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Critic roundtable: FilmWeek weighs in on lack of diversity in film journalism




Film critic Tim Cogshell talks Oscars buzz at AirTalk's FilmWeek at Grauman's Egyptian Theatre in Hollywood on February 18, 2015.
Film critic Tim Cogshell talks Oscars buzz at AirTalk's FilmWeek at Grauman's Egyptian Theatre in Hollywood on February 18, 2015.
Bill Youngblood/KPCC

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In the wake of #OscarsSoWhite and the larger conversation about diversity and inclusion in Hollywood, much of the focus has been on those on opposite sides of the camera -- actors, directors, writers, crew members and others. And up until recently, you’d have been hard pressed to find anything looking at inclusion and diversity among film journalists and critics.

Last month, the Annenberg Inclusion Initiative at USC published a first-of-its-kind study looking at diversity among film critics that came to a decidedly unstartling conclusion: most film critics are white guys. The study looked at nearly 20,000 reviews of the 100 top-grossing movies of 2017 according to Rotten Tomatoes and found that white men wrote 63.9 percent of those reviews compared to 18.1 percent written by white women, 13.8 percent by men of color, and 4.1 percent written by women of color.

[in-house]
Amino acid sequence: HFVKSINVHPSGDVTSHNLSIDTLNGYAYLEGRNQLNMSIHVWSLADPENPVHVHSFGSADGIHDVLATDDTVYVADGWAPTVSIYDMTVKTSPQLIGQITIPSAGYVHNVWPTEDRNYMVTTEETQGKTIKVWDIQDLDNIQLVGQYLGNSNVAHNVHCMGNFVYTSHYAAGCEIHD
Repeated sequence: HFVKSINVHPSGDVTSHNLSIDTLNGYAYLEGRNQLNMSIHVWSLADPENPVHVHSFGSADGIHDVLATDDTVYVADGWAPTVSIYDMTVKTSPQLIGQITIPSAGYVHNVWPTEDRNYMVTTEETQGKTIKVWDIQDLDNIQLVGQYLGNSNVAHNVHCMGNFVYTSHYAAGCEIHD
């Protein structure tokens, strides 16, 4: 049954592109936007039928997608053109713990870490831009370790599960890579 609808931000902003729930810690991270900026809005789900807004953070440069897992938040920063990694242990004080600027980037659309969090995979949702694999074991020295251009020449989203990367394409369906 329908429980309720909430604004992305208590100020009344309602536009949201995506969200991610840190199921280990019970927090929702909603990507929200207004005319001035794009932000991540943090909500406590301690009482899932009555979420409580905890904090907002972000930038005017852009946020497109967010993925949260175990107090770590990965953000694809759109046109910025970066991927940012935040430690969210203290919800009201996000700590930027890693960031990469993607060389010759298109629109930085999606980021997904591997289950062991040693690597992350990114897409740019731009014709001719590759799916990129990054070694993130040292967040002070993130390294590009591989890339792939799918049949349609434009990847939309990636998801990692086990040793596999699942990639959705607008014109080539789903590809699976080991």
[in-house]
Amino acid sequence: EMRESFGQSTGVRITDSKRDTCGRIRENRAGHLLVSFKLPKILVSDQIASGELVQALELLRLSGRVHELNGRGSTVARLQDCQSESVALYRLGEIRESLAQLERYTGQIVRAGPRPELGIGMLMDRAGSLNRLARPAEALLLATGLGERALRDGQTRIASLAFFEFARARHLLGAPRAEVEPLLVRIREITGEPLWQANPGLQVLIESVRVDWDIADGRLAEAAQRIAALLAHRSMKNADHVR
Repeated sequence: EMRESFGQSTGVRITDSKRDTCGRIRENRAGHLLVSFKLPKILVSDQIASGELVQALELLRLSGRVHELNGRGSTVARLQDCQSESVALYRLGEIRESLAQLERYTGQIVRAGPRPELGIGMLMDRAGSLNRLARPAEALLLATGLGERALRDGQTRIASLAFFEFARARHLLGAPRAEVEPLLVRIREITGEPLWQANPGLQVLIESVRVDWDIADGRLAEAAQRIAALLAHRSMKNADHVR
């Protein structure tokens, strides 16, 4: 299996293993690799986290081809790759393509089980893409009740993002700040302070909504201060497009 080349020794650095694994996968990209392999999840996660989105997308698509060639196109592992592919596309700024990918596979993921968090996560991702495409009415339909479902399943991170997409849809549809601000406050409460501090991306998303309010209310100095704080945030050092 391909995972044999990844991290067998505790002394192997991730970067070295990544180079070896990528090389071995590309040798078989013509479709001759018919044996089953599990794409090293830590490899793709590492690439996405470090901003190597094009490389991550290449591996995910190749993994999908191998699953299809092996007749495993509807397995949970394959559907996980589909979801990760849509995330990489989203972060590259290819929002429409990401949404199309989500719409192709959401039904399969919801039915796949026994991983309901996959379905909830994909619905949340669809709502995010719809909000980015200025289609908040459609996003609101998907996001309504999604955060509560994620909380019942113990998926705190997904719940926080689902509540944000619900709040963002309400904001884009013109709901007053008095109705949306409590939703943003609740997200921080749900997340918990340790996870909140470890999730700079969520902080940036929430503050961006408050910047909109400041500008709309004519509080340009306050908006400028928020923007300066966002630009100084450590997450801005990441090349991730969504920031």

Two days after the study’s release, actress Brie Larson took time to address the issue as she was being honored at the Women in Film’s Crystal + Lucy Awards, calling for more diversity among film journalists and arguing for the importance of female critics and critics of color to have their voices heard when it comes to reviewing movies that star or focus on women and people of color. “It really sucks that reviews matter, but reviews matter,” Larson said, alluding to the fact that small films like “Room,” for which she won the Oscar for Best Actress, often get the chance to be bought and seen by a larger audience because of good reviews coming out of festivals where they’re first shown.

Earlier this month, the Los Angeles Times asked 14 film critics of diverse background for their take on the matter and some ideas about what could be done to increase diversity among film critics. Three of those critics were FilmWeek critics Tim Cogshell, Claudia Puig, and Justin Chang, who went on to write his own analysis for the paper. The trio joins Larry for FilmWeek along with Charles Solomon to talk about what can be done to improve diversity and inclusion among female critics and critics of color.

Guests:

Justin Chang, film critic for KPCC and the Los Angeles Times; he tweets @JustinCChang

Claudia Puig, film critic for KPCC and president of the Los Angeles Film Critics Association; she tweets @ClaudiaPuig
 
Tim Cogshell, film critic for KPCC, Alt-Film Guide and CineGods.com; he tweets @CinemaInMind

Charles Solomon, film critic for KPCC, Animation Scoop and Animation Magazine